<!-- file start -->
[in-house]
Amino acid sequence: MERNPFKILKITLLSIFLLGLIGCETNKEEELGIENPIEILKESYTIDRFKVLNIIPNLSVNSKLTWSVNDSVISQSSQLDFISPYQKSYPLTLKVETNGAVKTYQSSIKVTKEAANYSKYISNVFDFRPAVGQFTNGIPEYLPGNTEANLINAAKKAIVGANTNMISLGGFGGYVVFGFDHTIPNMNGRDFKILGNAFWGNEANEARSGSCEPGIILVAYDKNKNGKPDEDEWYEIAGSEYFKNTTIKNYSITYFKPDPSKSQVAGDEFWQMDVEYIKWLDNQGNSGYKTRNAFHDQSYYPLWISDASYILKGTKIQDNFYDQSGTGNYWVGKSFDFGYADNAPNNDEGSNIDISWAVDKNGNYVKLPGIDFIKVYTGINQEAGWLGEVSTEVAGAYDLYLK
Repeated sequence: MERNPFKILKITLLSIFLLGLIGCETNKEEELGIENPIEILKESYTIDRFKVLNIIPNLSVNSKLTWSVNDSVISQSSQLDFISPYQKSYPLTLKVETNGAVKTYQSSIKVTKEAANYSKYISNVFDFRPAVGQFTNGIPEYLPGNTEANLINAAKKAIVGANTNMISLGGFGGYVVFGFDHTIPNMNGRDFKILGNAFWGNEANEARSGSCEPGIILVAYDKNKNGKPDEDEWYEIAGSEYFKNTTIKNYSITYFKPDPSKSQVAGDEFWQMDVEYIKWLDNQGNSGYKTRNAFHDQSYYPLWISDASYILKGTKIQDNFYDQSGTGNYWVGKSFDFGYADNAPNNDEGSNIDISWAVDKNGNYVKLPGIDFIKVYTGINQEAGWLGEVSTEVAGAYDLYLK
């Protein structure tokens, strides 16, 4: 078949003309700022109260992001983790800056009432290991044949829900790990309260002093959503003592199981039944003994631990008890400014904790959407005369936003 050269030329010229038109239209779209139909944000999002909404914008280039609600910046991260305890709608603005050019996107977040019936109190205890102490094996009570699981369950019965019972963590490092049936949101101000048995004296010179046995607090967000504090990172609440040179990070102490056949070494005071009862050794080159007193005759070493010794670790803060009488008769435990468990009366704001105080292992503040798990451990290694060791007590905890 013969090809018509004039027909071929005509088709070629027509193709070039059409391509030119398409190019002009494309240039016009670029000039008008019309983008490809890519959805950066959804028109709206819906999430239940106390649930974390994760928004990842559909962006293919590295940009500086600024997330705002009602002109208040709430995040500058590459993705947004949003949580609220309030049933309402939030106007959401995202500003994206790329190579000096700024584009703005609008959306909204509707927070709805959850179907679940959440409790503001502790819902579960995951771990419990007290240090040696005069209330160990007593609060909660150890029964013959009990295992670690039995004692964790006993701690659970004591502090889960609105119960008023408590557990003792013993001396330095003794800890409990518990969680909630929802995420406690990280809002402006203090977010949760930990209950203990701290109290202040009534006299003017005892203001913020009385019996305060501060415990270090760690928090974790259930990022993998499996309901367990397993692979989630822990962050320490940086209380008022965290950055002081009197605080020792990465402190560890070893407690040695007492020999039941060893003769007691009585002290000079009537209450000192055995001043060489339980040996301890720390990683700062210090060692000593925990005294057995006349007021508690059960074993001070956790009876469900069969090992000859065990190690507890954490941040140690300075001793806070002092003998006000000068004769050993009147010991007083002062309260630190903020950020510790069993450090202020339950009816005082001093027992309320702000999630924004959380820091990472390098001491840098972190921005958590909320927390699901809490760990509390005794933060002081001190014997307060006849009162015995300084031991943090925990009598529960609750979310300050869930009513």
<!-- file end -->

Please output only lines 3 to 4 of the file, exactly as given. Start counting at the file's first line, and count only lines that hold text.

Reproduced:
Repeated sequence: MERNPFKILKITLLSIFLLGLIGCETNKEEELGIENPIEILKESYTIDRFKVLNIIPNLSVNSKLTWSVNDSVISQSSQLDFISPYQKSYPLTLKVETNGAVKTYQSSIKVTKEAANYSKYISNVFDFRPAVGQFTNGIPEYLPGNTEANLINAAKKAIVGANTNMISLGGFGGYVVFGFDHTIPNMNGRDFKILGNAFWGNEANEARSGSCEPGIILVAYDKNKNGKPDEDEWYEIAGSEYFKNTTIKNYSITYFKPDPSKSQVAGDEFWQMDVEYIKWLDNQGNSGYKTRNAFHDQSYYPLWISDASYILKGTKIQDNFYDQSGTGNYWVGKSFDFGYADNAPNNDEGSNIDISWAVDKNGNYVKLPGIDFIKVYTGINQEAGWLGEVSTEVAGAYDLYLK
């Protein structure tokens, strides 16, 4: 078949003309700022109260992001983790800056009432290991044949829900790990309260002093959503003592199981039944003994631990008890400014904790959407005369936003 050269030329010229038109239209779209139909944000999002909404914008280039609600910046991260305890709608603005050019996107977040019936109190205890102490094996009570699981369950019965019972963590490092049936949101101000048995004296010179046995607090967000504090990172609440040179990070102490056949070494005071009862050794080159007193005759070493010794670790803060009488008769435990468990009366704001105080292992503040798990451990290694060791007590905890 013969090809018509004039027909071929005509088709070629027509193709070039059409391509030119398409190019002009494309240039016009670029000039008008019309983008490809890519959805950066959804028109709206819906999430239940106390649930974390994760928004990842559909962006293919590295940009500086600024997330705002009602002109208040709430995040500058590459993705947004949003949580609220309030049933309402939030106007959401995202500003994206790329190579000096700024584009703005609008959306909204509707927070709805959850179907679940959440409790503001502790819902579960995951771990419990007290240090040696005069209330160990007593609060909660150890029964013959009990295992670690039995004692964790006993701690659970004591502090889960609105119960008023408590557990003792013993001396330095003794800890409990518990969680909630929802995420406690990280809002402006203090977010949760930990209950203990701290109290202040009534006299003017005892203001913020009385019996305060501060415990270090760690928090974790259930990022993998499996309901367990397993692979989630822990962050320490940086209380008022965290950055002081009197605080020792990465402190560890070893407690040695007492020999039941060893003769007691009585002290000079009537209450000192055995001043060489339980040996301890720390990683700062210090060692000593925990005294057995006349007021508690059960074993001070956790009876469900069969090992000859065990190690507890954490941040140690300075001793806070002092003998006000000068004769050993009147010991007083002062309260630190903020950020510790069993450090202020339950009816005082001093027992309320702000999630924004959380820091990472390098001491840098972190921005958590909320927390699901809490760990509390005794933060002081001190014997307060006849009162015995300084031991943090925990009598529960609750979310300050869930009513």